This is a piece of incredibly obvious advice, yet most artists (myself included), I would bet, do this one very dumb thing. It’s so dumb, that you will wonder why you do it, but I bet you do it, or have done it. Let me explain.
Many artists wonder why they are not better known, why they don’t get the commissions, why nobody buys their art and why they have very little reputation for doing what they believe they do well. It seems unfair and unjust, as if everybody else is getting the breaks, but you, alone, are being singled out for imposed oblivion. Many artists, in this situation, will imagine they’re playing on a non-level playing field, or worse, conclude that they really are poor at their art, as evidenced by the lack of interest in it. Some artists, tragically, will simply give up, in the face of so little positive reaction to their art.
So, why, oh why, oh why, do we hide our art away from the world, then? Why do we make it difficult, if not downright impossible, to discover our art and learn about ourselves, as artists? Why do we keep our work and ourselves a great big secret?
How easy is it to discover your art and to buy it? Take a look at most artists’ web sites and you will see a paucity of content. They remain enigmatic, like that’s a good thing. You see even the most renown and revered artists telling you virtually nothing about themselves and making it exceedingly difficult to contact them or buy something from them. There isn’t even a way to show your appreciation for what they do. People with long and distinguished artistic careers are virtually invisible, on Google. You search for them, but find only fragmentary, peripheral information about their careers and work, at best. The content is old and stale and it’s as if they don’t exist.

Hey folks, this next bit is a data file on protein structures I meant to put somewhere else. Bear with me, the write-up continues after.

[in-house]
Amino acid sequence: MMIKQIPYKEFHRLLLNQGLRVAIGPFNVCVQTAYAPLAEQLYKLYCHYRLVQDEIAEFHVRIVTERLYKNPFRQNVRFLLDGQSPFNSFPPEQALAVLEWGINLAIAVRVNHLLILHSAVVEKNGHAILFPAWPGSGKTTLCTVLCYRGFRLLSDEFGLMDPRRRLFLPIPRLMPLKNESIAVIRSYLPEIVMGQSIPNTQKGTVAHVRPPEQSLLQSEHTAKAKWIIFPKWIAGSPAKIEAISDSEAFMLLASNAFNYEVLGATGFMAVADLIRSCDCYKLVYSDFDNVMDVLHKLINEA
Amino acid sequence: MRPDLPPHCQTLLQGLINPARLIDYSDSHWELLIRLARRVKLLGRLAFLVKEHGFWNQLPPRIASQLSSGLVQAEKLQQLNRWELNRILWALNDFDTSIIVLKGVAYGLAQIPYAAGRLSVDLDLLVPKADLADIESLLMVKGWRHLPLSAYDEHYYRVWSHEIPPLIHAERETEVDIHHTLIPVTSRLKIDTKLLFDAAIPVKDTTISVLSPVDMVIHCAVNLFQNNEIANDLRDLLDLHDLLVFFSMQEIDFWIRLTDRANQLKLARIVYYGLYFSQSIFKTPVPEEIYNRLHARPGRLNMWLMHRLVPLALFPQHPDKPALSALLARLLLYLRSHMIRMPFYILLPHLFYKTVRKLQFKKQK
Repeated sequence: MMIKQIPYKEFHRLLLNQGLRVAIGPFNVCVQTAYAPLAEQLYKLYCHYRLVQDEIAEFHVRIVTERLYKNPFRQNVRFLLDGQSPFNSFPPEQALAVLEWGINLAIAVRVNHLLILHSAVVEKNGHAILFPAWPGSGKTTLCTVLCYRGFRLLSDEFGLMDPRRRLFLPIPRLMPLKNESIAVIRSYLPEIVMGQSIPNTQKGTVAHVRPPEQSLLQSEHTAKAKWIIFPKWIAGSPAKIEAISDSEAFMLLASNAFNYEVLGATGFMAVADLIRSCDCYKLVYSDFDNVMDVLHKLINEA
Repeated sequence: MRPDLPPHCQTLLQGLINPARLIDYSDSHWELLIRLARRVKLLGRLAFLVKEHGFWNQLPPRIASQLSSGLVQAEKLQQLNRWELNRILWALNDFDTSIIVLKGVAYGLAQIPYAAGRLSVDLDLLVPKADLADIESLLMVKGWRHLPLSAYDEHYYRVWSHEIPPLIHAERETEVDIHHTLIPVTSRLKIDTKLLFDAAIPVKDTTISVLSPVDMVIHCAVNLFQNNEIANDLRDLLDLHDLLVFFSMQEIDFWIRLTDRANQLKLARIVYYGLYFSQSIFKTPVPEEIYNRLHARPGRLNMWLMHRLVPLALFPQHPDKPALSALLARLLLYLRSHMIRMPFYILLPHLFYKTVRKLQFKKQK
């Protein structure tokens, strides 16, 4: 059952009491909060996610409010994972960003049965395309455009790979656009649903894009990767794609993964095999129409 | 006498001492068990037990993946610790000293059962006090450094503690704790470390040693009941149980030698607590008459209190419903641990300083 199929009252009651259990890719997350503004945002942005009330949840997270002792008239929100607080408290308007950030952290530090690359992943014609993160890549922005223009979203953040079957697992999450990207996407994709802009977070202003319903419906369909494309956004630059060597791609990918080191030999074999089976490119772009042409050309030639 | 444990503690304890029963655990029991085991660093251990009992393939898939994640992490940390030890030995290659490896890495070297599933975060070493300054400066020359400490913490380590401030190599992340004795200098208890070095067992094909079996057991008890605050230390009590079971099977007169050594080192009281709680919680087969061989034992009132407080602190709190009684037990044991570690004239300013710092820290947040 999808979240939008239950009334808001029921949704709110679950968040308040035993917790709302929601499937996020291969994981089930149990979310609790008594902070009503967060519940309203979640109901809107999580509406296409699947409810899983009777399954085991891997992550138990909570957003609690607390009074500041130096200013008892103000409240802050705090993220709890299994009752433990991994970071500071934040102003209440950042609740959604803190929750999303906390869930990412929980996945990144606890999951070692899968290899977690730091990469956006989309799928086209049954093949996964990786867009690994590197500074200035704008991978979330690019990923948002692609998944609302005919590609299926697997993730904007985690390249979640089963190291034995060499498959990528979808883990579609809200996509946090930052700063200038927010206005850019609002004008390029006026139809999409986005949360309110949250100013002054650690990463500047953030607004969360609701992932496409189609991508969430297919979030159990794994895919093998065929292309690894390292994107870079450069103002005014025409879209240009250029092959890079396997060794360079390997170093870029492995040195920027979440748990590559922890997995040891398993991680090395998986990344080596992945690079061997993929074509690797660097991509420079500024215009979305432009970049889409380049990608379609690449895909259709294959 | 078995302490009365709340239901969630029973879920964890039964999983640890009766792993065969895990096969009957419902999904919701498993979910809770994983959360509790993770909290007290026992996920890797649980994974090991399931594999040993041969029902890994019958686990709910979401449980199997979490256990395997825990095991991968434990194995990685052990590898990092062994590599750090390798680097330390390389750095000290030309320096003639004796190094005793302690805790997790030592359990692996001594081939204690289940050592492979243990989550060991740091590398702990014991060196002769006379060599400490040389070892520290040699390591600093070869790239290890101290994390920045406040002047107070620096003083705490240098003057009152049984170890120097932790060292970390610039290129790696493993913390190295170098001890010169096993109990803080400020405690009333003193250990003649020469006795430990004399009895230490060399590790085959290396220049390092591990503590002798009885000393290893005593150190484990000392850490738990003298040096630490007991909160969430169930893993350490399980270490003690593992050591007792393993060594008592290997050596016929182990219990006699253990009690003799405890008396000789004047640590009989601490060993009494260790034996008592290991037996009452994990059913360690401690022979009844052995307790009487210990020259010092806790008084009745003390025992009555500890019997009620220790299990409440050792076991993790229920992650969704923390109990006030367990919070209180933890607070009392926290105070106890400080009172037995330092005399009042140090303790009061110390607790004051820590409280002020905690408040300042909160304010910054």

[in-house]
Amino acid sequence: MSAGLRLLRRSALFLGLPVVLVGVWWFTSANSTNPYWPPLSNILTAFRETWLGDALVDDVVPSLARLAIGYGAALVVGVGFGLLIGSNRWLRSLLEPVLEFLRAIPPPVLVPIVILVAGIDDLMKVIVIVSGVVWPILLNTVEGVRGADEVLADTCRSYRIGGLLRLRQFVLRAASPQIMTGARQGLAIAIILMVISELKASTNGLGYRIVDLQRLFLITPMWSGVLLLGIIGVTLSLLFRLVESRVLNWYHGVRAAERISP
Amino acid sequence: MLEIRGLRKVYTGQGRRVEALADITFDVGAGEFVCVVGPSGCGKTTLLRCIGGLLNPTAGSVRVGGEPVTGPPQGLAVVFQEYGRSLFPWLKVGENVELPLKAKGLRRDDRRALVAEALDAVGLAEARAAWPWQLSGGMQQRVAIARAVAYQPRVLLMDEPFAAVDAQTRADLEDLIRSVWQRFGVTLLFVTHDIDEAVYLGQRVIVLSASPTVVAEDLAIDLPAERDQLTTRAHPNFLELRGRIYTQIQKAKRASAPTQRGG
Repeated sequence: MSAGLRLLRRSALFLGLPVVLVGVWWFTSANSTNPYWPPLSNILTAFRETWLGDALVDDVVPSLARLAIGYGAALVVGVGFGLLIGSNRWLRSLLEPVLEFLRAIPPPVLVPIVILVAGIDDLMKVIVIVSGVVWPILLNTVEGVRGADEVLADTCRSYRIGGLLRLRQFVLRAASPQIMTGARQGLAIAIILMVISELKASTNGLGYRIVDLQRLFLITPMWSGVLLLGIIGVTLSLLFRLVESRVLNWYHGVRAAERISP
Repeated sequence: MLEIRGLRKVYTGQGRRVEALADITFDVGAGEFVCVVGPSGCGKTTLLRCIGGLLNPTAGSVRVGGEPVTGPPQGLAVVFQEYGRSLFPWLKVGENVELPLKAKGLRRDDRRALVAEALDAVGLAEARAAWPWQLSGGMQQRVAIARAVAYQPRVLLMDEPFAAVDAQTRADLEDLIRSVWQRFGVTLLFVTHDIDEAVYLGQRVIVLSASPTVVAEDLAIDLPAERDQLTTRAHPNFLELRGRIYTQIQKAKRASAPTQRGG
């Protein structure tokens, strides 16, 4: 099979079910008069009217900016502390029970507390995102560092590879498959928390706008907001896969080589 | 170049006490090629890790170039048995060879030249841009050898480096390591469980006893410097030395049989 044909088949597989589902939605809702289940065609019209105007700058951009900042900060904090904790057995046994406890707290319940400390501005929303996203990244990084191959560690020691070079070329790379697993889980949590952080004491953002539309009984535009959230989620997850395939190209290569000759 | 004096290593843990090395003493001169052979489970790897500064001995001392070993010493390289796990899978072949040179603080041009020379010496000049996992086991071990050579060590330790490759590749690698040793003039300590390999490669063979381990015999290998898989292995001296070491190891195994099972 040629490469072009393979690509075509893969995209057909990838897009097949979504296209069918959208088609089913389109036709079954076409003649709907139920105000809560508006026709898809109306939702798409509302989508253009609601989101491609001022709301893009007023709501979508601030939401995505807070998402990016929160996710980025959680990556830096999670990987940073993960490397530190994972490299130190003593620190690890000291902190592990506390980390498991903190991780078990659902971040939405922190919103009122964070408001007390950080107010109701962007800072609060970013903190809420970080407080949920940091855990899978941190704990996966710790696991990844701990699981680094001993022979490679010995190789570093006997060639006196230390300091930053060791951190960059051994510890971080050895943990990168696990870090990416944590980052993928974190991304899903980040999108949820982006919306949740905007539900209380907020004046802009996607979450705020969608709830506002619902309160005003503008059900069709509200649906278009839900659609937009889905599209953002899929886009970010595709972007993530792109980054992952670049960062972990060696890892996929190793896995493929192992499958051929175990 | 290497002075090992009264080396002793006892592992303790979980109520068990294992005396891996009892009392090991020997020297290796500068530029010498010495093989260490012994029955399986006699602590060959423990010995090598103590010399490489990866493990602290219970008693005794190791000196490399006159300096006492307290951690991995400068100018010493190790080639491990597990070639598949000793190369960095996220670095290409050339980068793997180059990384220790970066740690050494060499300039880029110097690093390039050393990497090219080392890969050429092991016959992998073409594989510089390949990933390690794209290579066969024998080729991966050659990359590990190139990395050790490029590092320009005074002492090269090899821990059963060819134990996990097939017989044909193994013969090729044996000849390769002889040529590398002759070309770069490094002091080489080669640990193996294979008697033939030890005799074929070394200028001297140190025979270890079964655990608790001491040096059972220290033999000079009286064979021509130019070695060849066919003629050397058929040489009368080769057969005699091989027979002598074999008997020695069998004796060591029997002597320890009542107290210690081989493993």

Some people are artists and yet have no web presence at all, or such a cursory and derisory one, that it sends the message that they are not serious about their art. Imagine that! By not having a web presence about your art, or a half-hearted one, you are making an active decision to tell everybody, in the whole world, that you are not really an artist. Is that how you really feel about your art and your work? The default action of doing nothing to put your art in a format where it can be easily found, via everybody’s favourite finding tool, a web search engine, is precisely the same as announcing you’re not really an artist, to literally every human being on the planet with an Internet connection. Yikes!
Some people fear the reaction of their employer. It looks like moonlighting. However, the fact is that you are an artist, whether or not your employer approves and supports you and if you want any chance whatsoever of doing more, rather than less, with your art, people have got to know about your art. You have to stand up for it and stand behind it. Do you also think your employer is so naive as to not have noticed your artistic inclinations, or so disapproving of your art, that they hope you will just give up on it entirely, for their benefit? Why would you want to work for somebody like that, anyway?